Love it or hate it, dining alone is on the increase. Whether that table for one is an indulgent treat or an unplanned necessity, we bring you the best solo dining spots in London for whatever vibe you’re after.

Best for a quiet lunch with a book, or just your thoughts

St John Bread & Wine | Photo by Amanda David

St John

If it’s somewhere to clear your head that you’re after, then one of the St John sites has to be on the list. They have a policy in their restaurants of no music, no flowers on the table, no art on the walls – just the gentle background hum of muted chatter and clinking cutlery, with the food taking centre stage. You can’t go wrong with their legendary roasted bone marrow & parsley salad, Welsh rarebit or even an Eccles cake & chese with a glass of wine. They put a lovely post on Instagram recently about how they see solo diners as the ultimate compliment, so you’ll be sure of a warm welcome.

Toklas terrace
Toklas | Photo by Amanda David


Owned by the same people that founded Frieze, the restaurant has an arty, intellectual vibe and regular solo diners, so you won’t feel at all out of place. The tables are set quite widely apart, so even when it’s busy you feel you have your own space. Settle in to a table by the window or, even better, on their huge terrace. The menu depends on the best produce available that morning but is reliably delicious.

Cafe Murano Bermondsey | Photo by Amanda David

Cafe Murano Bermondsey

This gets a special summer mention, when they have tables on a small terrace area opening onto Bermondsey Street. Strategically-placed plants make it a great little hideaway; it’s also very inconspicuous if you’re uncomfortable about dining alone. You can fill up on cicchetti and wine by the glass, which somehow counts less as eating alone than a main course and sides.

For chef watching & conversation with your neighbour

London’s restaurants are cottoning on to the increase in solo diners. Many have counter seating along bars and open kitchens, where they don’t lose money on a table for one. This is great for shy solos, as at a busy counter it’s hard to tell if someone is alone or not; equally, it’s perfect if you’re naturally sociable and open for a random chat over lunch.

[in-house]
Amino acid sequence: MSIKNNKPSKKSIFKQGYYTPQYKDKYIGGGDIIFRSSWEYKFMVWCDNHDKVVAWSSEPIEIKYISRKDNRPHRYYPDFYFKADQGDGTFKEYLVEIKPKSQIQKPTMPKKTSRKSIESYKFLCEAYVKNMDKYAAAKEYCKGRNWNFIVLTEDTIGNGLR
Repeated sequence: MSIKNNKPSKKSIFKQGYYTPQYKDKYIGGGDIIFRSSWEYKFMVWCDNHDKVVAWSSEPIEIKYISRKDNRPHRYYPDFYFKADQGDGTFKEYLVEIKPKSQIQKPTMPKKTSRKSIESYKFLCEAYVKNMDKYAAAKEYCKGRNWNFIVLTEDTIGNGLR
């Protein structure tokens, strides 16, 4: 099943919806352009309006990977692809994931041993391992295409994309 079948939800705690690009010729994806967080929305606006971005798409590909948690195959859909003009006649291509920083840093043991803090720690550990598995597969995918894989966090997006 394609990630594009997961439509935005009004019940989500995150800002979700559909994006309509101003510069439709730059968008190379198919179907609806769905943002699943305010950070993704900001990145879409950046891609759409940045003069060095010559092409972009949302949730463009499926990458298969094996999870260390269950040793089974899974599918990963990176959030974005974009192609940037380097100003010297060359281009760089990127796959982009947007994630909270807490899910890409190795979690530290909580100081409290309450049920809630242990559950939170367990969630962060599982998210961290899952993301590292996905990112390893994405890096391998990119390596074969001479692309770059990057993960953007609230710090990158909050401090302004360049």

Either way, watching chefs work is always great theatre, so you’re sure to be entertained!

Manteca | Photo by Amanda David


This nose-to-tail Italian-inspired restaurant is home to some of the biggest flavours – and most reasonable prices – in London. The menu changes regularly but they are known for their incredible pasta. Also, trust me, order the salad; they are always fabulous. The staff are lovely and it’s a popular lunch spot for Shoreditch’s creatives, so counter chats are always interesting. As a bonus, they have an excellent range of wines on tap and by the glass.


If you like it hot, this tiny Thai grill and claypot restaurant is kitchen theatre at its finest, with some seriously spicy options (although they will advise alternatives and can usually tweak the heat level). If you’re at all into food, watching these guys work is endlessly fascinating.

Bar Douro

Serving Portuguese tapas-style small plates, the whole ground floor here is counter/bar dining. If you’ve ever fancied learning more about Portuguese wine, this is your chance; they are passionate about their award-winning all-Portuguese wine list and happy to talk through recommendations.

Best for people-watching

We’ve covered some places for people who find solo dining awkward; now here are a few for those of us who love it. Rather than trying to fade into the background, celebrate it. At a table for one, it’s all about you. No compromises, no distractions, no demands – and some of the best people-watching opportunities around.

Sessions Arts Club
Sessions Arts Club | Photo by Amanda David

Sessions Arts Club

The ultimate foodie people-watching (and star-spotting) venue, your best options are tables on the mezzanine floor overlooking the main dining room or table 33 downstairs, which gives you a great 180 degree view of the room. It’s a gorgeous, glamorous room with outstanding cooking from Florence Knight, so order anything and everything. Tables here are notoriously difficult to bag, which is where your solo diner status is actually an advantage. Check on their website for last-minute availability.

  • Location: Clerkenwell
Brutto | Photo by Amanda David


The Rook’s Nest, which is table 34 on the raised platform, or a seat at the end of the bar are prime see-and-be seen spots for the more confident solo diner. This relaxed, informal Tuscan trattoria run by Russell Norman (of Polpo fame) serves honest, traditional dishes done exceptionally well and is immediately welcoming – and the £5 Negronis and Spritzes don’t hurt.

40 Maltby Street
40 Maltby Street | Photo by Amanda David

40 Maltby Street

They have bar seating, a counter running along one wall and a dedicated table for one. If it’s nice enough to sit outside, you can watch a steady stream of hopefuls being turned away, as this is both one of London’s top restaurants and is no-reservation. Cheerier viewing can be had inside, where Bermondsey’s cool crowd and savvy foodies swoon over the fritters (a must-order, thank me later) and the carefully curated wine shop. Bottles are priced for drink-in and take away but they always have two or three interesting wines available by the glass.

Written by:
BIO: Freelance writer, flâneuse and former blogger at London Girl About Town, Amanda is dedicated to sharing the latest on London's restaurants, bars, hidden quirks and general wonderfulness.
Filed under: Eating & Drinking

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